Breaking free: To save students money, colleges are looking to the Open Educational Resources movement
Nearly every semester, there’s a textbook he can’t afford to buy, said University of Wisconsin-Madison student Zaakir Abdul-Wahid.
Not if he wants to be able to eat, pay rent and cover his cell phone bill, too.
Abdul-Wahid recalled buying an accounting text that cost more than $200 one semester, knowing he would need the companion online study material. He wasn’t able to buy any other textbooks that term, he said.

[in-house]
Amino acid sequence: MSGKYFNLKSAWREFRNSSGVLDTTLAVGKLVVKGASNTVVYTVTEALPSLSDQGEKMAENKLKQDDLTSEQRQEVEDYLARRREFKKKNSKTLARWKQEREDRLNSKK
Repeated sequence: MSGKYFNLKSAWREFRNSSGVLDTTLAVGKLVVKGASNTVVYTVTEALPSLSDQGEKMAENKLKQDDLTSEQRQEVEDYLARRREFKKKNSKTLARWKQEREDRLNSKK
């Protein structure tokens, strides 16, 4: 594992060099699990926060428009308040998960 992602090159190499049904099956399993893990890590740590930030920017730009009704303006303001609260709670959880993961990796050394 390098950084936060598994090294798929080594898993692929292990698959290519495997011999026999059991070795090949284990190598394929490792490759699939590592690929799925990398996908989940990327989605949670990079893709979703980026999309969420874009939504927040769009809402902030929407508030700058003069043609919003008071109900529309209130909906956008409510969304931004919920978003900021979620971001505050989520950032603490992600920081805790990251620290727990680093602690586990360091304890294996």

“Often I would borrow friends’ books as I could. There were times I would take pictures of the book pages and download them to a computer in picture form,” Abdul-Wahid said. The 20-year-old rising junior psychology and marketing major from Milwaukee can call on family for some money in an emergency, but holds down a couple of jobs to pay his own way and keep student loans from mounting.